On this scary Sunday, I will be discussing another Halloween appropriate comic book.
At this point, spoilers from here on.
Today’s comic is Classics Illustrated: The Invisible Man.
In 1991 First Publishing released this adaptation of the H.G. Wells story by Rick Geary.
Wells’ timeless tale of the Invisible Man is told here and chronicles his descent as he is overtaken by his accomplishment. Arriving at an inn, the locals start to figure out that there is something amiss with the new boarder, Griffin. Eventually, one of the staff comments on his empty sleeve and Griffin touches him on the nose with his transparent finger.
Frustrated with the innkeeper’s questioning, Griffin finally throws off his bandages and disguise to reveal his unseeable form. This creates a panic among the townspeople and the constable comes to arrest him. Fleeing, Griffin takes off for the countryside.
Griffin comes across a homeless man and his explains his situation to him. Thomas Marvel is then enlisted to Griffin’s cause. Even after he has helped him, Griffin later accuses Marvel of trying to abandon him. Over time, Griffin’s rage grows and he lashes out at people seemingly just to hurt them.
Later, Griffin goes to hide in a house and discovers that it is the home of Dr. Kemp, a colleague. After Griffin has told Kemp his story and about his reign of terror ambitions, Kemp aids the police in capturing him.
Attempting to stop Griffin, Kemp wrestles him to the ground as a frenzied mob attacks the invisible man. When the crowd finally stops, Griffin is dead. Then the broken and beaten corpse slowly becomes visible once again.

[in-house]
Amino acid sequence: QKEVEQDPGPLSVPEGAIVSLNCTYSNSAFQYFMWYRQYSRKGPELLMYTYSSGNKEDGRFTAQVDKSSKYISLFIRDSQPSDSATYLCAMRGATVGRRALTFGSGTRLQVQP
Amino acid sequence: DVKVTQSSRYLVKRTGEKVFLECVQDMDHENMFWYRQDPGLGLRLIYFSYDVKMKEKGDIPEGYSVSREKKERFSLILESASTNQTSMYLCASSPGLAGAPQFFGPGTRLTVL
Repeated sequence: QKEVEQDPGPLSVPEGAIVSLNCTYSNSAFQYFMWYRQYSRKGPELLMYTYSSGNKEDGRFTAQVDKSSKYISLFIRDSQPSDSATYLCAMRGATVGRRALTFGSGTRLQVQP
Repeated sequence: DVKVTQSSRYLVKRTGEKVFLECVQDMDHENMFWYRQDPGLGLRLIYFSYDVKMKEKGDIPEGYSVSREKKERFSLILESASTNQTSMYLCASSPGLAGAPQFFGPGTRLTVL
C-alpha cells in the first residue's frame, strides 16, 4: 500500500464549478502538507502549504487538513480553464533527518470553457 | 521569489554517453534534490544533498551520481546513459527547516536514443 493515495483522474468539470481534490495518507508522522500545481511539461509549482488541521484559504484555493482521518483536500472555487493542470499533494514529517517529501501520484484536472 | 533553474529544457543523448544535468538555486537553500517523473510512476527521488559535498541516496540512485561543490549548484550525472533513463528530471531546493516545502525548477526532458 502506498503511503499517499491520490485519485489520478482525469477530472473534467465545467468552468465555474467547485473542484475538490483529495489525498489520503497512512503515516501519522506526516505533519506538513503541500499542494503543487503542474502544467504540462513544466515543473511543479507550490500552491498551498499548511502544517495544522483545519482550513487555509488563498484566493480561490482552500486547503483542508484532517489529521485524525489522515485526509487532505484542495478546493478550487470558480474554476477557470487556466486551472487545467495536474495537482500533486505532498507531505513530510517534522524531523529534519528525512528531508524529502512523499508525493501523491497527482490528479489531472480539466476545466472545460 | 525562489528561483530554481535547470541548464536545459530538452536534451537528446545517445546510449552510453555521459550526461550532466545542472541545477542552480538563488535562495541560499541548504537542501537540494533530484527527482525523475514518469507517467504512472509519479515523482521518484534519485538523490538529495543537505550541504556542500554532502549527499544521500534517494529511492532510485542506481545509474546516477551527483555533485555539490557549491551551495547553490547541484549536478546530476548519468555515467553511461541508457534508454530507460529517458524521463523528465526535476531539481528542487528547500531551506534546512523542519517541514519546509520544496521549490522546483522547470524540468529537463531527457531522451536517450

The story concludes with Marvel, now a tavern owner, studying Griffin’s journals at night contemplating how he would not make the same mistakes as the Invisible Man.
H.G. Wells’ tale of a mad scientist going too far is still relevant today. It’s possible that with the advancement of technology it will be even more relevant as time passes. The warning of science run amok was as ahead of its time as it’s story.
Like the rest of the Classics Illustrated line, this was another classic literary novel transformed into comic book form by a master of the medium. The level of talent on this series has absolutely lead to these books surpassing previous incarnations of the title and ones since. Taking the work of H.G. Wells and adapting it is no small task, but here Geary was up to it.
Come back tomorrow (invisible fingers crossed) for another comic book tale for the Halloween season!